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The invisible struggles of invisible disability

For International Day of People With Disability, an anonymous disabled person writes about the struggles of living with invisible disability.

I have only ever been offered a seat on a train once. It was the day I wore a shirt with the name of my workplace, a disability organisation. Someone saw my shirt and looked flustered, offering up their seat. It was a packed train, and I was holding onto a grab handle trying to keep my balance. As the train turned and bounced up and down, my shoulder—being yanked by the handle above—came out of place.

My hip was burning from standing on it. I’d been in physio for nearly a year trying to manage the pain of it. And the action of standing with one arm up towards the sky was making me tachycardic and breathless. My heartrate was at an uncomfortable 130bpm, making me feel like I might pass out. No one would know these things were happening just by looking at me. But this happened every time I walked onto a busy train. The only time I was able to avoid it was on the day that things were made visible.

What you don’t see

I don’t deny that there are certain privileges to having an invisible rather than visible disability. With an invisible disability, you might be able to “pass” as able-bodied. However, choosing to “pass” comes at a cost and is often a choice made when there are no better options because your safety or security is at risk.

Choosing to “pass” as able-bodied may mean that it’s easier to go into a job interview or attend university. You might not have to deal with difficult conversations or outright discrimination. But it all comes at the cost of not having your access needs met and not living authentically. Sometimes “passing” isn’t a choice and the impacts can be profoundly damaging. It can make areas of education, employment, medical care, socialising, and simply just getting your access needs met more challenging.

Harmful assumptions

Although I met the criteria, I had to see four doctors before one would fill out a form for me to receive a disabled parking permit. Three of them said at age 18 I was too young for it, that I couldn’t possibly have a disability because I didn’t look like I did.

Shortly after that, I got a $250 fine from a police officer who saw me walk 30 metres to speak at an event about overcoming the obstacles of invisible disabilities. When I made a complaint, I was told the police officer couldn’t be blamed for making that assumption because I didn’t look disabled, even though the permit was associated with my name.

Around the same time, I had a professor decide they wouldn’t honour my access plan because I “looked fine” and was probably just taking advantage of the system.

These might sound like unique and rare incidents, but I’ve known so many people who’ve been through similar experiences. The challenge that comes with having an invisible disability is feeling invisible almost all the time.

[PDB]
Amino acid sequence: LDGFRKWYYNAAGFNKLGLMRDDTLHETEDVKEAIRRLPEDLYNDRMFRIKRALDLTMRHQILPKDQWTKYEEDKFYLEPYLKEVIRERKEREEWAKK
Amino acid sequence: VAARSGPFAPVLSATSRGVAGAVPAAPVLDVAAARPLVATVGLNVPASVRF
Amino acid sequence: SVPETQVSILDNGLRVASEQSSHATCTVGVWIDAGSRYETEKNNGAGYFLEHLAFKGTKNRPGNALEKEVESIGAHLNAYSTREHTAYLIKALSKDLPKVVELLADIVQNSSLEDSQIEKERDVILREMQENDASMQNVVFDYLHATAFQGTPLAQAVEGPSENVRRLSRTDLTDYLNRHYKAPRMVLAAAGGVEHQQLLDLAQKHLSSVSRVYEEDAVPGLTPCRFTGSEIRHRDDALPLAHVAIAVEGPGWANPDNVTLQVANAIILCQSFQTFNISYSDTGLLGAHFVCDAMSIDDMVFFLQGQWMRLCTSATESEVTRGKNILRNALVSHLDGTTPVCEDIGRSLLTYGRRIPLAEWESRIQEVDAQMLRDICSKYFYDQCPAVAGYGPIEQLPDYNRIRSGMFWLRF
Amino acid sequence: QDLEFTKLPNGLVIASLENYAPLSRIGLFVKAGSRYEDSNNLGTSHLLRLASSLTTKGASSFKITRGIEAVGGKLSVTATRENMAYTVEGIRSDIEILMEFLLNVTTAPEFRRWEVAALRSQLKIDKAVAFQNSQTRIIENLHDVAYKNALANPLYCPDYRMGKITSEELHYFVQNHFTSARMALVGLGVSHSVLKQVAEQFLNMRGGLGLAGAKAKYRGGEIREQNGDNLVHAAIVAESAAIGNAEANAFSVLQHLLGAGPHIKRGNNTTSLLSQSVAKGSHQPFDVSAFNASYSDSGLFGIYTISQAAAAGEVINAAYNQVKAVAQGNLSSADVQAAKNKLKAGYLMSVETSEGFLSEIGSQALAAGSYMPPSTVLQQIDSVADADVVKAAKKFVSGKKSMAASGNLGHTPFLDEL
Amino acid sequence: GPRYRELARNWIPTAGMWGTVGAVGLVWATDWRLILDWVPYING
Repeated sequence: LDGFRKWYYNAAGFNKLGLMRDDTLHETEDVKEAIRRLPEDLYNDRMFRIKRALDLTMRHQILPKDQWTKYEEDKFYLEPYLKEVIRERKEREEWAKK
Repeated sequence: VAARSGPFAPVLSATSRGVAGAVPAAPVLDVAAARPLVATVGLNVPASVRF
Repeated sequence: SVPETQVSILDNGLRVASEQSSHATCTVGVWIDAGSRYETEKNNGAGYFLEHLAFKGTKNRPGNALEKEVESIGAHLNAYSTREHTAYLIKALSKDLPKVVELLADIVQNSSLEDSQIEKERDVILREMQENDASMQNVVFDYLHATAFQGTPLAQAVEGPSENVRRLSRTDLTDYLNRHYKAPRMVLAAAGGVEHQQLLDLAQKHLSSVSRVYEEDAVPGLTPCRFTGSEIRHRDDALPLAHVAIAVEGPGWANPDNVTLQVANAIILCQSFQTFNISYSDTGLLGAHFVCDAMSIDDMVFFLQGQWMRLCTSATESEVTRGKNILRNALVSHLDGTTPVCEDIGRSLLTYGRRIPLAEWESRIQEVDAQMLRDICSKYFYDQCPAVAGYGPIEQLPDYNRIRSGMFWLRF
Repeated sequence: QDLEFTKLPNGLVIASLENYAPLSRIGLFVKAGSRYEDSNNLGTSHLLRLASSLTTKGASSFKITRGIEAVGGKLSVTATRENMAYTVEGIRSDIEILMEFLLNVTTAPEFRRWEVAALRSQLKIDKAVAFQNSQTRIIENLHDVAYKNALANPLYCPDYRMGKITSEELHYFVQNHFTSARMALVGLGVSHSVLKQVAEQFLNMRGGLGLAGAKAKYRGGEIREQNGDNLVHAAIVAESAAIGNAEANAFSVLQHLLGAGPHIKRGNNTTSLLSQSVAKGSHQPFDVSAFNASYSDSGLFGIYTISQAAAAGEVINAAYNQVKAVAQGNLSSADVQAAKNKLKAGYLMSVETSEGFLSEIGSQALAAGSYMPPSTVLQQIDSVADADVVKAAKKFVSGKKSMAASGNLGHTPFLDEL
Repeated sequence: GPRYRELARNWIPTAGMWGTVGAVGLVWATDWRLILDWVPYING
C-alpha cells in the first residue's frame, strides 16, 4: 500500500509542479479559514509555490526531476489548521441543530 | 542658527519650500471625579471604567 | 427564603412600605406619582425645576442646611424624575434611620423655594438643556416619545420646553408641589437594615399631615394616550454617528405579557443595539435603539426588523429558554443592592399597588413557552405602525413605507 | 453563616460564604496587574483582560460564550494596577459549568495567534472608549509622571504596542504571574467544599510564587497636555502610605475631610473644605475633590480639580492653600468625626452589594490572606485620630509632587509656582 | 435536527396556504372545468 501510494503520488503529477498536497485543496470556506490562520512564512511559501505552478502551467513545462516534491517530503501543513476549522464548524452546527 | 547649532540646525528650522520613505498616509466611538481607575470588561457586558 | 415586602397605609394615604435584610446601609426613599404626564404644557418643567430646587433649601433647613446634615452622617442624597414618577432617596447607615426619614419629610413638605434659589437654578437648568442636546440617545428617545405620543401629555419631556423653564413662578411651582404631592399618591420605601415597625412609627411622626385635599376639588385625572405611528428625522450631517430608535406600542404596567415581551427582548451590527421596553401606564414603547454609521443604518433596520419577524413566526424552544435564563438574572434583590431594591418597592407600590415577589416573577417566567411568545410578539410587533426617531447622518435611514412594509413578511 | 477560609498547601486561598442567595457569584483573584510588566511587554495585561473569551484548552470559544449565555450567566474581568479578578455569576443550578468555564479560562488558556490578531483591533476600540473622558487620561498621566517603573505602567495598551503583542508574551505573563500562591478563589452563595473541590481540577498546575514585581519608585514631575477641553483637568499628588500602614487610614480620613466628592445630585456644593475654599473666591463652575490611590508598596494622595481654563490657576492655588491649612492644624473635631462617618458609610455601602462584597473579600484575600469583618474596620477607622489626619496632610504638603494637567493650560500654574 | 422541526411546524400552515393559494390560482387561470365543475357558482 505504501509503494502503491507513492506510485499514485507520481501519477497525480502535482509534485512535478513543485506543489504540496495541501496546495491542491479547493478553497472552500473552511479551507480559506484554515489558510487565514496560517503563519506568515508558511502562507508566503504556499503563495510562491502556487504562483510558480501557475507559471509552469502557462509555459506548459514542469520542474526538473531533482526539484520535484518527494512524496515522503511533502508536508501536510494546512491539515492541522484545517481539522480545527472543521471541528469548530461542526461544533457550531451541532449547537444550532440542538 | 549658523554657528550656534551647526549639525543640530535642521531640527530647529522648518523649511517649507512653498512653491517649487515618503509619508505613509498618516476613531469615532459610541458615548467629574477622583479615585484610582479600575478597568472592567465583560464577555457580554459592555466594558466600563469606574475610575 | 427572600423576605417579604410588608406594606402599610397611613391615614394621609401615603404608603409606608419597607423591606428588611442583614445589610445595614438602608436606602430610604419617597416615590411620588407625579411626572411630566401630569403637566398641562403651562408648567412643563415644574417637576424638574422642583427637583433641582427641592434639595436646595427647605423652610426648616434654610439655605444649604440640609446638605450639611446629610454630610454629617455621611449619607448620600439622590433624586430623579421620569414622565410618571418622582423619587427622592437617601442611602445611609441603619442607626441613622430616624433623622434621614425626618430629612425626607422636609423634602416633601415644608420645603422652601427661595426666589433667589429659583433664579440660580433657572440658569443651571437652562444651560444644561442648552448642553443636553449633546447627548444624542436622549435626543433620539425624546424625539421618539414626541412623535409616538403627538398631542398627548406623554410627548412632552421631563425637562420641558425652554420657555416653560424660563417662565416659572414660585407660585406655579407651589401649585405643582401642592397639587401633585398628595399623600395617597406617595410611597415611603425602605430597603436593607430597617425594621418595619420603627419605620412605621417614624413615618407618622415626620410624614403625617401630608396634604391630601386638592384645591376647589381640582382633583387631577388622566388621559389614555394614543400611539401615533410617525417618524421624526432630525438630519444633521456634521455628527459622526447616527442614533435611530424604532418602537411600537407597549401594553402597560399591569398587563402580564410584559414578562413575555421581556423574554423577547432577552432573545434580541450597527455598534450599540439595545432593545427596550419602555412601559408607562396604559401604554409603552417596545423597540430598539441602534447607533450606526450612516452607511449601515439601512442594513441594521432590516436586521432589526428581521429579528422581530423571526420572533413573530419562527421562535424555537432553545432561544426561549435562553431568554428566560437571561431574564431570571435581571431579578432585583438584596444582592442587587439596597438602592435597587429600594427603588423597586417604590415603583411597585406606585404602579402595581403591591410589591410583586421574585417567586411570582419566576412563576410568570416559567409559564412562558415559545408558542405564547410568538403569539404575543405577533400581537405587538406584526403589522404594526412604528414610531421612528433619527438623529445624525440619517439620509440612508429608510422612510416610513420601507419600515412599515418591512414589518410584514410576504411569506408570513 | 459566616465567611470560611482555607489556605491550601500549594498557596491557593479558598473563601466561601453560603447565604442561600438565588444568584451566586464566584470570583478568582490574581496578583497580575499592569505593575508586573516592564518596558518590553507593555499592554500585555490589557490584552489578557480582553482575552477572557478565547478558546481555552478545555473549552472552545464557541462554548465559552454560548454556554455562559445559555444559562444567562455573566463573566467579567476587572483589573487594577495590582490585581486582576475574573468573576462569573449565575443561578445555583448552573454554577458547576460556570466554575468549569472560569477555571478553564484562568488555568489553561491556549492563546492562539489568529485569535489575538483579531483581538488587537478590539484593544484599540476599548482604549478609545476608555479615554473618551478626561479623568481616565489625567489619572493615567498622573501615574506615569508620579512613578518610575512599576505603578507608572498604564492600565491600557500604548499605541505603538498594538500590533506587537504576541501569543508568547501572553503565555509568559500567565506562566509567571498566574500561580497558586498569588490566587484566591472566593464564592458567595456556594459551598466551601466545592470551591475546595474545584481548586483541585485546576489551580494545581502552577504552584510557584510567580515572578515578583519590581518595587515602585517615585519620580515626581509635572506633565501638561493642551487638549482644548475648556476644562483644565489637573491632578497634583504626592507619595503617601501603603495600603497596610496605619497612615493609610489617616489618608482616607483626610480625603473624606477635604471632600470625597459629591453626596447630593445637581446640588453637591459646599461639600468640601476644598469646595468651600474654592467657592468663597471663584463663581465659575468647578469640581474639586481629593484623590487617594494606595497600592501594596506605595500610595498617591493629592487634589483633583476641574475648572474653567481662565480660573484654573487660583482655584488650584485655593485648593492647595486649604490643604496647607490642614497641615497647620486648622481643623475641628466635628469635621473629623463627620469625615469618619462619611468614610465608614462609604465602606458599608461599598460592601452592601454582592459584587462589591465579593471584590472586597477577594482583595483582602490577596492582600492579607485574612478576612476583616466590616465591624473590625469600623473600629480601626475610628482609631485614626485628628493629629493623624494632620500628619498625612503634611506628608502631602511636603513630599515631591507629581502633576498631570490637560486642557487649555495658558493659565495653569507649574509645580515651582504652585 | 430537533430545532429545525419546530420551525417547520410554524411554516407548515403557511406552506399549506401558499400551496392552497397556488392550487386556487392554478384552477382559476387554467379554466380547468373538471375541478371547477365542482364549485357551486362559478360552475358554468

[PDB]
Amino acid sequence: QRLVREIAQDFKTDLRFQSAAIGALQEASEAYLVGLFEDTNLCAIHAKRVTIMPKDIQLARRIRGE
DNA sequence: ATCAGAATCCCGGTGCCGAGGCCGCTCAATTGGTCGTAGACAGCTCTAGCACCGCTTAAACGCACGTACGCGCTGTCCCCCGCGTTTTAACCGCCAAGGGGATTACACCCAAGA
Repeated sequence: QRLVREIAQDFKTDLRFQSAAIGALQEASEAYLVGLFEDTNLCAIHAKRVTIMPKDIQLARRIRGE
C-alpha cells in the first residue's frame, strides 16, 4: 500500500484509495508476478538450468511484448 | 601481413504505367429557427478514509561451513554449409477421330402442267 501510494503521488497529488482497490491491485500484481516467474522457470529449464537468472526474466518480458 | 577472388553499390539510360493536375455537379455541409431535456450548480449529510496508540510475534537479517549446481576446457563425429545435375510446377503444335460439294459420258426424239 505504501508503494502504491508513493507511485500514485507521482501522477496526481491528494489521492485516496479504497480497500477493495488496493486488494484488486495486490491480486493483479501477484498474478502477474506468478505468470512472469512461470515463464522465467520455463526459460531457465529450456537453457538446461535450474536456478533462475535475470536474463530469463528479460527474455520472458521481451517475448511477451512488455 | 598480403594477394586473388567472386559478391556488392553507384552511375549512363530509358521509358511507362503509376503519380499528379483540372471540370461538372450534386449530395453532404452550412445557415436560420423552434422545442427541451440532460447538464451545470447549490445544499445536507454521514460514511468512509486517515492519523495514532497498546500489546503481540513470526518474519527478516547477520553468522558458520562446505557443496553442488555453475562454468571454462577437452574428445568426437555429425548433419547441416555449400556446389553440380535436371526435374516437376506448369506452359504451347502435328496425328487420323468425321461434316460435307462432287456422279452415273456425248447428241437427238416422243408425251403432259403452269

A sense of belonging

I feel fortunate to have family and friends who aren’t afraid to tell me about the things they can and can’t do. But it’s not always comfortable or safe to disclose these things in social situations. Invisible disabilities can have huge impacts on relationships.

Many people, including myself, have been conditioned to feel like they need to hide their disability. It can be challenging to get to the point where you feel comfortable letting someone know what you can and can’t do and what you need to stay safe and well. And sometimes, even after getting to the point where someone decides to disclose, there’s still the very real possibility of facing negative reactions.

I’ve had friends who told me focusing on the things I couldn’t do made me a drag to be around. Instead of swapping out activities I couldn’t do with ones I could, they wanted me to push through and stop “admitting defeat”.  People can pretend you don’t have a disability since they don’t see it. But you can’t pretend it away.

The invisible becoming visible

This year has been a uniquely challenging one for everyone, and especially disabled people. People with disabilities already must deal with societal barriers that make it more challenging to find meaningful employment, obtain education, and participate in life more generally.

But one positive that has come from all these challenges is the way that the invisible has become visible. At work, among friends and family, and in the media, I’ve seen a new openness about things we don’t see: loneliness, mental health, and health issues. We have gone further than ever before on normalising the diverse experiences of being human, often ones we can’t see at first glance.

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